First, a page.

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Posted on Tuesday, December 1st, 2015 at 3:02 am.


This past weekend in boxing was one to be remembered.  It is always news in the sport when a world title changes hands let alone three of them in the same fight.  In an upset, unbeaten Brit heavyweight Tyson Fury did a bit more than long-reigning WBO, WBA and IBF champion Wladimir “Dr. Steelhammer” Klitschko to take a unanimous decision in Dusseldorf,  Germany, to end the big man’s eleven year perfect run.  The bout was broadcast live in the United States on HBO.

The anticipation for this fight brewed for a couple of months.  Fury, who was reported three inches taller than Klitschko, actually weighed in a pound more on the official scale a day before the fight.  With his weight and height advantage, it was believed it was the first time Klitschko was actually going to be the smaller man in the ring in his career.  It turned out to be true.  On actual fight night Fury looked and acted like the bigger man.  He controlled what little action there was from the outside as he maintained Klitschko at bay with a jab.  Fury, awkward and off-balanced for most of the fight, switched from right to left stances and back again while keeping his hands low.  Klitschko wasn’t able to take advantage of it as he was kept to just a little bit more than two hundred punches thrown for the whole fight and averaging only four punches landed per round.  Fury didn’t throw all that much more, 140 more, but it was enough to take the unanimous decision and the glory.

Surprisingly, that wasn’t the only upset of the weekend.

Earlier on Saturday and farther east, Mexican Pedro Guevara dropped a controversial split decision to Yu Kimura as well as his WBC light heavyweight title in Tokyo, Japan.  As expected Guevara was the aggressor for most of the fight and despite Kimura wasn’t as technically sound as Guevara, the man from the rising sun did have his moments where he scored the better punches especially in the middle rounds.  Guevara seemed to think he was winning the whole bout because he never really pressed on the action.  That cost him.  At the end, one judge saw it for Guevara with a wide score of 117-111 while two judges saw it for the Japanese for 115-113.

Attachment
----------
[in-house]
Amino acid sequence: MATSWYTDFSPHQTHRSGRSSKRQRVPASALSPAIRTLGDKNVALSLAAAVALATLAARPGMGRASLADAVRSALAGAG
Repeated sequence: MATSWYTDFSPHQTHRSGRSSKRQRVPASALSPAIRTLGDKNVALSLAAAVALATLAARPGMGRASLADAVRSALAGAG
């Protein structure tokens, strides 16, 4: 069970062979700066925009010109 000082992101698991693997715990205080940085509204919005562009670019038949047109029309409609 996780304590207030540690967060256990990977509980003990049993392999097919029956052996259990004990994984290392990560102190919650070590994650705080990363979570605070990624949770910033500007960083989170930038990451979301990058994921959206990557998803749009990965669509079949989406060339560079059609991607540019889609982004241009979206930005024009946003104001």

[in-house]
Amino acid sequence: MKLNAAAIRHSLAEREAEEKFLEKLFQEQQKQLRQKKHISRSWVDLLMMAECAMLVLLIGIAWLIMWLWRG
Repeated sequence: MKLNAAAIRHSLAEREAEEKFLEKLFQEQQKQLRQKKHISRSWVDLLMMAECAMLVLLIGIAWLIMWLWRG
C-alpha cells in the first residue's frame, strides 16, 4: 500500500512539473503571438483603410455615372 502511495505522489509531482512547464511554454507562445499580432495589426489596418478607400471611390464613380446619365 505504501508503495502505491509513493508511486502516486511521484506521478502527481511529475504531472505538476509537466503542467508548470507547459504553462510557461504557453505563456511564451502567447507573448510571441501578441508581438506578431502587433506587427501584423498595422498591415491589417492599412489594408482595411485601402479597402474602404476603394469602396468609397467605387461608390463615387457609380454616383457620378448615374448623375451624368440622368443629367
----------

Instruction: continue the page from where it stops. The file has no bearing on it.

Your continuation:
From Quebec, Canada, and on the undercard of James DeGale’s defense of his IBF super middleweight title against former champion Lucian Bute, unheralded Adrian Granados ruined every plan legendary Don King might have had for the twilight of his career as he stopped Amir Imam in eighth of a scheduled super lightweight ten rounder.  The twenty-five year old Imam was the last shining bright star in a dark Don King stable.  Imam was considered one of the top up and coming prospects to watch and was expected to make the jump to contender by early next year.  Granados put an end to that with a masterful performance of controlled pressure.  Granados was dropped in the first round but was able to recoup himself and give Imam the longest night of his young career.

Guess King will have to wait a bit more to have his last world champion.

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